Identity is everywhere these days. It’s at the heart of what every American is trying to accomplish. To build a convincing story with their resume; to create an image through their social media profiles; to do well at work so that it strengthens their reputation. Ultimately, it’s a culture of personality, not a culture of character — this state of mind is creating a number of problems in our society, from the workplace, to the way our government operates, to the way we treat one another in our personal lives.
The impact of this culture of identity is universal. In all instances, we’ve created a situation where everyone has implicit incentives to lie about themselves. On online dating profiles, people lie about what they want and who they are. At your workplace, you lie about your engagement level, interests and happiness. Politicians lie and pander to any group — and instead of holding them accountable for this, we have become more like them in our day to day existences. All of this in service to our own eggshell images.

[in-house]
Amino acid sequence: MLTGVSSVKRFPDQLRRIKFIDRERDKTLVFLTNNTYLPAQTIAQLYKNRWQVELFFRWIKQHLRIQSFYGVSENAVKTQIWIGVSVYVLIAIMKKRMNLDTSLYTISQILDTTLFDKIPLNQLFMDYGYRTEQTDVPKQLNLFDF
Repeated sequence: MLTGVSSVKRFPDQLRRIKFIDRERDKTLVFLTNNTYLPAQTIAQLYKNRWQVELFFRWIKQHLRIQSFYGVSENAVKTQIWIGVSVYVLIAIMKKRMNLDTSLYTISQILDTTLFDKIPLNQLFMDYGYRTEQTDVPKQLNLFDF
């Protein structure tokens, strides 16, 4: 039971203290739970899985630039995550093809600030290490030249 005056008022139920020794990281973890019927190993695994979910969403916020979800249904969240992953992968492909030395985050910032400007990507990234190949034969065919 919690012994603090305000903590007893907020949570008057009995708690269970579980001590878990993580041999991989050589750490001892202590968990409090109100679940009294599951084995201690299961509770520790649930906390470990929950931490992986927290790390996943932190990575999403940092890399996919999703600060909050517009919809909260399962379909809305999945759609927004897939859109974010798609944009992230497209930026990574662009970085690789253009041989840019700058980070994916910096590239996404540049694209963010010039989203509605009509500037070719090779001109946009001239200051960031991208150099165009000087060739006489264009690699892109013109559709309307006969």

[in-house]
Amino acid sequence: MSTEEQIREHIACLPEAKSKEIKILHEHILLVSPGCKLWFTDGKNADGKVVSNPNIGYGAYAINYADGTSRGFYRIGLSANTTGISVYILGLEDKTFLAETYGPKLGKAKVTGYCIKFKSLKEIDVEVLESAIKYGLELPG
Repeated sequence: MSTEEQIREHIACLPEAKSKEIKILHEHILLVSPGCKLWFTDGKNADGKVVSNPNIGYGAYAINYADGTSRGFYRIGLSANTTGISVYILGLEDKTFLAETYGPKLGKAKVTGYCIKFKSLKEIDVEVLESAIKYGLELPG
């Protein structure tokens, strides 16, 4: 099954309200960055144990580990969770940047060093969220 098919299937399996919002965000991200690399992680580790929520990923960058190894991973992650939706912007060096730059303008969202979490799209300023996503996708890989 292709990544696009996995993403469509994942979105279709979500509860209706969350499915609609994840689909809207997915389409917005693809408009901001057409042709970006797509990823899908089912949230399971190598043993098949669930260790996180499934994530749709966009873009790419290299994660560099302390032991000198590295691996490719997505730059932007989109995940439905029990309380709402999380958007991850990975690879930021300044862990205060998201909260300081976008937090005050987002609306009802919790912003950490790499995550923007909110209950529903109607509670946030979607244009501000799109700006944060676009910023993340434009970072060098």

Not only have we changed the way we present ourselves, we’ve changed the way that we judge others. Today, the people most advantaged in society are those who can appear charismatic, friendly and to have the ‘right’ views at a glance, who can slip into a group just long enough to reap rewards, and then slip out before their true self is ever discovered. When these people stick around we often find we have buyer’s remorse; luckily, in this day and age, where job-hopping is commonplace and the idea of lifelong friends, or a lifetime spent in the same town are deeply antiquated concepts, having a strong character which reveals itself over the long term has become a trait that people pay little attention to.